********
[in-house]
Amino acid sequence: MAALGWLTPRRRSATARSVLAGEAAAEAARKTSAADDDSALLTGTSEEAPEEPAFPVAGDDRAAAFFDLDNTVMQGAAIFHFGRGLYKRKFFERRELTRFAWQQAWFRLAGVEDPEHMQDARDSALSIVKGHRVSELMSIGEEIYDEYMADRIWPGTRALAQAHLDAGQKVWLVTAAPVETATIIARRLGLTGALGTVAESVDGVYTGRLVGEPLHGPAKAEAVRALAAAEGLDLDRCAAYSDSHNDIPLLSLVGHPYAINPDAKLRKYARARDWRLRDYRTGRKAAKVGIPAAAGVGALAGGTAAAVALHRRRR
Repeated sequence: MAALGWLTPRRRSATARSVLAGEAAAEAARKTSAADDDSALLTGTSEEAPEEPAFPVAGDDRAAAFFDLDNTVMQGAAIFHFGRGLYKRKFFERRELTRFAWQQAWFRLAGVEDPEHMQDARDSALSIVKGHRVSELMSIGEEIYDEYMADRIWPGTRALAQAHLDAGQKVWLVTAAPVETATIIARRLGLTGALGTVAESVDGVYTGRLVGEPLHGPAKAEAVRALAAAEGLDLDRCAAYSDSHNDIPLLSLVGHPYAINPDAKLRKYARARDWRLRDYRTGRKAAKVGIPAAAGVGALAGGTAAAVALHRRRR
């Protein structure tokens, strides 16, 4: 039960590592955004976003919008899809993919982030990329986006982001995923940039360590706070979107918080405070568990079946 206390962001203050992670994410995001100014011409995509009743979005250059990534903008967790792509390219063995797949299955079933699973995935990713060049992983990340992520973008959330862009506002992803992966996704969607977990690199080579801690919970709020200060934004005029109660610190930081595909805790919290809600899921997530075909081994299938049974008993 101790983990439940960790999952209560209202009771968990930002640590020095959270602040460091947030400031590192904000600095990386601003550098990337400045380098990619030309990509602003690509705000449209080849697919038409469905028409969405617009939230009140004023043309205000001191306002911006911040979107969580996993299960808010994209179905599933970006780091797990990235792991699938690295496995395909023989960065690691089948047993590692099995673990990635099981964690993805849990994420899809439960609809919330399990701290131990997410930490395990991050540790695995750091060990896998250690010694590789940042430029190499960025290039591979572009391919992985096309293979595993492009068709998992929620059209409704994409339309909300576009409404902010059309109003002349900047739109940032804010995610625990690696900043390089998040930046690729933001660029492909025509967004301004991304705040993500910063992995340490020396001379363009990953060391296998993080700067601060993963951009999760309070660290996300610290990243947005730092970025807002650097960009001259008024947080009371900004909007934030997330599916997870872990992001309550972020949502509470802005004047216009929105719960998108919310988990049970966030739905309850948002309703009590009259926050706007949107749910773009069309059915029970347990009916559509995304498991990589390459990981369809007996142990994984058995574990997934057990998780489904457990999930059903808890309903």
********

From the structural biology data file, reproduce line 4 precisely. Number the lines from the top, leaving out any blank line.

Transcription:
């Protein structure tokens, strides 16, 4: 039960590592955004976003919008899809993919982030990329986006982001995923940039360590706070979107918080405070568990079946 206390962001203050992670994410995001100014011409995509009743979005250059990534903008967790792509390219063995797949299955079933699973995935990713060049992983990340992520973008959330862009506002992803992966996704969607977990690199080579801690919970709020200060934004005029109660610190930081595909805790919290809600899921997530075909081994299938049974008993 101790983990439940960790999952209560209202009771968990930002640590020095959270602040460091947030400031590192904000600095990386601003550098990337400045380098990619030309990509602003690509705000449209080849697919038409469905028409969405617009939230009140004023043309205000001191306002911006911040979107969580996993299960808010994209179905599933970006780091797990990235792991699938690295496995395909023989960065690691089948047993590692099995673990990635099981964690993805849990994420899809439960609809919330399990701290131990997410930490395990991050540790695995750091060990896998250690010694590789940042430029190499960025290039591979572009391919992985096309293979595993492009068709998992929620059209409704994409339309909300576009409404902010059309109003002349900047739109940032804010995610625990690696900043390089998040930046690729933001660029492909025509967004301004991304705040993500910063992995340490020396001379363009990953060391296998993080700067601060993963951009999760309070660290996300610290990243947005730092970025807002650097960009001259008024947080009371900004909007934030997330599916997870872990992001309550972020949502509470802005004047216009929105719960998108919310988990049970966030739905309850948002309703009590009259926050706007949107749910773009069309059915029970347990009916559509995304498991990589390459990981369809007996142990994984058995574990997934057990998780489904457990999930059903808890309903």